by Brian Mullen
I have decided what my next project is going to be. It's an idea that's been floating around in my head for about a year since my wife and I went to see the movie Children of Men. For those who haven't seen it, the movie is a dystopia which is the perfect segue into a quick vocabulary lesson.
UTOPIA: Basically a future paradise. It was a term invented by English lawyer turned novelist Sir Thomas More. In 1515 he published a book entitled Utopia which told the tale of a traveler to an island where the government was More's idea of perfection. The word itself basically translates into "no place."
DYSTOPIA: The exact opposite - a future which is bleak and often based on a pessimistic series of events. The most famous of these may be Orwell's 1984 where the totalitarian government "Big Brother is watching you" reigns supreme. Fahrenheit 451 is another well known example.
And lastly a FRUITOPIA is any future which is both thirst-quenching and chock full of Vitamin C.
Back to our story. As the wife and I left the movie she asked the inevitable question, "So what did you think?" As it is my default nature, I used the opportunity to make a joke. "Worst comedy ever." Then, as is her default nature, she rolled her eyes as if to ask, "Why do I even bother to ask him questions?"
But the joke lingered with me. Dystopian comedy. There must be some, though I could not think of any off the top of my head (where I keep such knowledge incidentally). A quick search on the internet reminded me of Terry Gilliam's film Brazil and Woody Allen's Sleeper. I also found a few movies I had never heard of - but no novels appeared in my searches. Are there no dystopian comedy novels I wondered.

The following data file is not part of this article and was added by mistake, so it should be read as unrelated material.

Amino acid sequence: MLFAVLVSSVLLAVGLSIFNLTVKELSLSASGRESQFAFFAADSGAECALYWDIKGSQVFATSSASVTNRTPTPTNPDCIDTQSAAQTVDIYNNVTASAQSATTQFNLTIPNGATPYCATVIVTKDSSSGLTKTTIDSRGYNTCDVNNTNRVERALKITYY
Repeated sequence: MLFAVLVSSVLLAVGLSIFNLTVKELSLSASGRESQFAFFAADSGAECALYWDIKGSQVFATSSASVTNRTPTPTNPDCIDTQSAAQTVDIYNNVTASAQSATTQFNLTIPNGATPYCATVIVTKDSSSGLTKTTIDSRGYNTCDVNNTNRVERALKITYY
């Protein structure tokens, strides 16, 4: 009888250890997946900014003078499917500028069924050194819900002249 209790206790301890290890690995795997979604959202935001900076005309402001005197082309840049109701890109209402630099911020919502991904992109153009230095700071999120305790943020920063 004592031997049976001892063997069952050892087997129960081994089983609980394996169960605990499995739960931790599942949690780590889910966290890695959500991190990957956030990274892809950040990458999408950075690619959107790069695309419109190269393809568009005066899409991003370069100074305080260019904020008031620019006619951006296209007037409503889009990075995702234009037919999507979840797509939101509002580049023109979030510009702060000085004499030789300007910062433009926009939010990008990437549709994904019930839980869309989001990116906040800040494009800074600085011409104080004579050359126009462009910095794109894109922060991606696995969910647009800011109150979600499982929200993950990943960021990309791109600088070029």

That was enough of a spark to start me imagining a silly world where the most absurd aspects of our lives get blown even more out of proportion. And now I believe I have the essentials straight in my mind. I have my POV character, I have my theme, I have an idea of my setting (though it will need more fleshing out), I have my outline for Act I, I know how Act III will go, I have a two sentence synopsis of what Act II needs to accomplish (though there are still holes you can drive a freight train through). In short what I know is enough for me to start writing and see how the story unfolds and, more importantly, IF it will unfold.
So, armed with my sense of humor in my one hand and a caffeinated beverage in the other, I prepare to tackle what our colleague Mike has recently reminded us is our true enemy - the blank page - secure in the knowledge that I can best the blank page by, if nothing else, spilling my beverage on it.